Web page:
Tears and triumph: Dempsey Bob’s career retrospective lands at Montreal Museum of Fine Arts 

For years, Dempsey Bob followed a pattern in his work – carve a piece, sell it and begin again. Over and over.

Bob was one of the first Northwest Coast artists in British Columbia to find a market for his wares.

First, they were purchased by private collectors, then acquired by museums. Due to the sheer volume of work created, many pieces ended up tucked away in storage.

This is why Wolves: The Art of Dempsey Bob, is more than just a museum exhibit. For the artist, it’s more like a family reunion.

“I can feel these guys – they’re like my children. I haven’t seen them for a long time,” Bob told APTN News, referring to the 60-something pieces now on display at the Montreal Museum of Fine Arts.

“This one piece was looking at me, this little mask – and it was like ‘where the hell have you been, dad? It’s been 40 years! I haven’t seen you for 40 years!’”

Wolves is the first full-career retrospective looking at Bob’s prolific carving career. After a successful run, the show is now making its debut in Eastern Canada.

The Tahltan-Tlingit artist, now 75, is one of the most well-known artists from the northwest coast of Canada.

Dempsey Bob
Tahltan-Tlingiit artist Dempsey Bob is a member of the wolf clan – imagery which features prominently in a retrospective now on display at the Montreal Museum of Fine Arts. Photo: Lindsay Richardson/APTN.

He’s been recognized by the Order of Canada, and the Governor General, for his contributions to the art world.

But Bob told APTN his success as an artist came as a surprise.

“We never thought we’d get this far. Not in one lifetime, because of where we started,” he added.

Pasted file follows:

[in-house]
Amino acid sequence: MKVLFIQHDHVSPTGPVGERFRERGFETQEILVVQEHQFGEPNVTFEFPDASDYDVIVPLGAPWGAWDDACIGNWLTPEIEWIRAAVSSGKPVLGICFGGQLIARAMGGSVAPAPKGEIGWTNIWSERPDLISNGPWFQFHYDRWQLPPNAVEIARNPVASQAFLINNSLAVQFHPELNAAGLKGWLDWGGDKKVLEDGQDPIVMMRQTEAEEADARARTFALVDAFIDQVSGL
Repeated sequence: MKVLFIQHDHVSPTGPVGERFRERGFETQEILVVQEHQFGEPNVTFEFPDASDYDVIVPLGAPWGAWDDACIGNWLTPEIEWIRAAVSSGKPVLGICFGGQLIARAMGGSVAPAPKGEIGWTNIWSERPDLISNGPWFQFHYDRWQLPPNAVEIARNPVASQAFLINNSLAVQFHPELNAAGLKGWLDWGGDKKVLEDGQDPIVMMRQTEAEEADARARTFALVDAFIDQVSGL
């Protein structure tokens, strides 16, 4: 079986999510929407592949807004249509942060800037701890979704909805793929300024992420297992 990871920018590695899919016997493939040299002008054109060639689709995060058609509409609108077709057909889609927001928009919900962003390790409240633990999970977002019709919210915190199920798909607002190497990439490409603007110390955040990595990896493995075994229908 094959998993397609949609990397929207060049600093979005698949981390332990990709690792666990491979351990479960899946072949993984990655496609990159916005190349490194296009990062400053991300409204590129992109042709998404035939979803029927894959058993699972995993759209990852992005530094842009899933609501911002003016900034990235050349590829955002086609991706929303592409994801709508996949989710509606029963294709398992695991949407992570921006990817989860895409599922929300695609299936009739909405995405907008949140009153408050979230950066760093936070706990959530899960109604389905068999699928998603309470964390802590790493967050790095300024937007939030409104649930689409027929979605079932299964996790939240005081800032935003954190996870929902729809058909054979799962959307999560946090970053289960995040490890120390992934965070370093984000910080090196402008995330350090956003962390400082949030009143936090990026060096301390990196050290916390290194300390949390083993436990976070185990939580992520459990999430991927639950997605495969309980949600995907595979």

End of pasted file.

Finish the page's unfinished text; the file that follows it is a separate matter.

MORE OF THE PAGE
“When I’m not carving, I feel like I’m wasting my time.”

When he was first starting out, Bob says there was little market interest for northwest coast art.

As he tells it, the tides only started turning sometime in the early 1980s.

For Montreal Museum of Fine arts curator Iris Amizlev, it’s important that Bob is reviving his culture.

“Because his people were not allowed to carve, his people were not allowed to express their culture and not allowed to practice their religion for so long,” she said.

“The idea that he can be here in this museum now – and that we’re all surrounded by this magical production – is so meaningful. It’s so empowering. and it’s the way it should be.”

Historical Northwest Coast items are displayed as objects of curiosity in museums around the world.

However, institutions are slowly warming to the idea of repatriating cultural items back to the communities and nations of origin.

The National Museum of Scotland, for example, returned a stolen memorial totem pole to the Nisga’a Nation in late 2022.

Bob said these items are important for education – but equally important is an acknowledgement of how they were used in the past.

“When we were at the British museum – we felt like the pieces wanted to come home with us. and we sang them a song, and it was really powerful because they hadn’t heard a song in 200 years,” Bob explained.

“They were used in dance, the masks. with songs, and acted out. They weren’t just “pieces,” they were like part of us. Living pieces, you know?”

The Montreal Museum of Fine Arts, Canada’s oldest art museum, said it’s making strides to be more inclusive of Indigenous art and artists – including the recent hiring of a curator of Indigenous art.

“The idea of finding these objects in museums – some people say they shouldn’t be there. And that they should be repatriated,” Amizlev added. “And that’s a whole process that I think all museums are thinking about now.”

According to Amizlev, this also means implementation of a more rigorous vetting process when acquiring – or selecting – pieces to display.

“There are objects that, unless they are acquired with the right kind of provenance, we don’t accept them into our collection anymore,” she said.

“It’s important to make sure our collections are properly collected.”

Dempsey Bob
Bob’s works are known for their buttery-soft texture and smooth lines. He told APTN when he’s not carving, he feels like he’s ‘wasting his time.’ Photo: Lindsay Richardson/APTN.

The pieces spread out chronologically through four rooms at the museum, were wrangled from all corners of the country – some even loaned out by the National Gallery of Canada.

To Bob, the show is a celebration of how far Indigenous artists have come.

“When I started, we didn’t know how to make tools, we didn’t know what kind of wood – but we knew the stories. I was lucky I had learned the stories”

“Wolves: The Art of Dempsey Bob” runs until Sept. 10 at the Montreal Museum of Fine Arts.

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